So Stacy what I got from your advice is that one should never spend extra time on hard questions or questions that are beyond one’s capacity – just give it a try and move on without wasting extra time. This way you can maximize your score, which would be more reflective of your level. After all skipping hard questions with educated guess won’t diminish your actual level and capacity to achieve a score that would be more reflective of your level. But still, is GMAT checking our understanding of the software or understand of the subject matter i.e. Quant and verbal skills? It means timing is the key after you have achieved certain level of preparation.

I have another question, why the GMATPrep results seem inconsistent with the actual test results? First time when I got 540 I felt its more or less what I was getting in GMATPrep, but this time my score of 460 is not convincing neither too me nor to others.

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by Stacey Koprince » Thu Jan 17, 2008 11:10 am
Yes, you're right - never spend more time than the "normal" amount for anything that is really beyond your ability (and you will have things beyond your ability - that's just the way it works).

And, yes, you're right that timing is very important and can factor significantly into your score - which does seem odd, I agree, but I think of it this way: you have to take a test. The people who would be most suited for going back to school are the people who will make sure they learn what they need to learn to take that test. Those people will be prepared for both the content and the timing. People who don't prepare for all aspects of the test are not truly well prepared. It's the same thing as knowing, for a history teacher I had in high school, that he liked giving essay tests and he loved when we quoted people - that always got high grades. So I did what he wanted. For any test you take, know how to take the test.

As to why GMATPrep seems inconsistent with the real test, there are lots of possible explanations. First, there's just a basic level of standard deviation (about 30 points for the real test), so nothing is absolutely precise. You also know the real test counts and you know GMATPrep doesn't count - that can make a big difference. You could also happen to get a larger proportion of things you're good at or bad at on one test. The time of day you take a test can make a big difference - what you've eaten, your energy levels, etc. There's no real way to second-guess.

If you feel something did go wrong with the actual test, please do have them investigate - but know that there are a lot of variables here that can affect your performance.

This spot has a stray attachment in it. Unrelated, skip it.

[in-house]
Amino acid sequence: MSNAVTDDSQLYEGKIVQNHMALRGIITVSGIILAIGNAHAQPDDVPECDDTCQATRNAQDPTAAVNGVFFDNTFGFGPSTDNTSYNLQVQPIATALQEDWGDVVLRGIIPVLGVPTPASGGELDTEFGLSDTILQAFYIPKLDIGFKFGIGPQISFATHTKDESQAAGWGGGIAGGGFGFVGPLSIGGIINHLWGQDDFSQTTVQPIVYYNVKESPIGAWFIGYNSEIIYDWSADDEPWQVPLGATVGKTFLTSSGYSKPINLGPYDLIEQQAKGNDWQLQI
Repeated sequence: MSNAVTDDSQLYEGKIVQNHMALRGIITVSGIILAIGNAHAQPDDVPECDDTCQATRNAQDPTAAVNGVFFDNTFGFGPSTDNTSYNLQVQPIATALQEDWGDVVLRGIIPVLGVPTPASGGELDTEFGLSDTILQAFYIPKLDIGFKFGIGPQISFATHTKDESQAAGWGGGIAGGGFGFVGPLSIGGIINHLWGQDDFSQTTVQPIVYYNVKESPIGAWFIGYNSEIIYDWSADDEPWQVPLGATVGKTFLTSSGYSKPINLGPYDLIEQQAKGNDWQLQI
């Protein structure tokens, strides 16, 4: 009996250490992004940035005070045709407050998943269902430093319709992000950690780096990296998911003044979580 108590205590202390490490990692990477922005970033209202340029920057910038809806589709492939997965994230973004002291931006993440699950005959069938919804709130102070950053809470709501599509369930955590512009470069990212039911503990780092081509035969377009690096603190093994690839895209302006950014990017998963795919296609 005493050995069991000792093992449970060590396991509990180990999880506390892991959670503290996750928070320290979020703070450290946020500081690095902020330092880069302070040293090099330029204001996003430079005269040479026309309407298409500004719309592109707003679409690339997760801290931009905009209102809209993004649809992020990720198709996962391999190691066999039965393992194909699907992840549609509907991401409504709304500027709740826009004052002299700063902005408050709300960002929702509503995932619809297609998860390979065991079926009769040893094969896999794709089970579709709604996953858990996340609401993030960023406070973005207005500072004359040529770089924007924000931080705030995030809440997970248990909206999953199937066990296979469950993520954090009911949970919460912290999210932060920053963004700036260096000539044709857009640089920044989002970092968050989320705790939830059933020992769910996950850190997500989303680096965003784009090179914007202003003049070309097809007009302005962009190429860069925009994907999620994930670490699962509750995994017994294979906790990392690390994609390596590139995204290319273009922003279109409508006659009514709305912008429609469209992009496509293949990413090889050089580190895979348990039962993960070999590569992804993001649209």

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by Stuart@KaplanGMAT » Thu Jan 17, 2008 11:41 am
A quick thought on how to best use your time on test day:

It's too extreme to say "never spend extra time on hard questions". For every question you answer on Test Day, you need to ask yourself "do I get a greater reward using time on this question or on other questions"?

To answer that question accurately, one needs to be intimately aware of one's own strengths and weaknesses. Near-perfect self knowledge is one of the keys to success on the GMAT and is one of the reasons why practice is so important. Only by doing a lot of GMAT questions in advance of test day can one make the most efficient decisions on test day.

When you review your practice tests, pay very close attention to how you spent your time. Most people who struggle with timing find that, if they had just guessed at the 2 questions in each section on which they spent the most time, they would have had time to finish the test. Knowing when to guess is at least as important as knowing how to guess.

So, figure out which types of questions you consistently get wrong and/or on which you waste a lot of time. Guessing on a "bad" question after 20 seconds is vastly preferable to guessing on that question after 3 minutes and 20 seconds. If you can quickly identify and guess on the "stinkers" you can bank that extra time for the questions that you could do if you just had a bit of extra time to spare.

Also, be very aware of timing during the test. Don't fixate on the clock to the point at which you lose focus on the test, but set benchmarks for yourself. For example, "after question 10 I should have 55 minutes left on the clock... after question 20 I shoudl have 35 minutes left on the clock" and so on.

If you set benchmarks, you can adjust your timing mid-test depending on if you're ahead of or behind the clock.
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by Stacey Koprince » Thu Jan 17, 2008 11:43 am
Technically - I didn't say "never spend extra time on hard questions"

I said never spend extra time on questions that are truly beyond your ability - that's not the same thing as a merely hard question. People will hit a few questions that are well beyond their ability - and, for those, you don't want to blow *extra* time on them b/c you can't do them in 4 or 5 minutes, let alone 2.

:)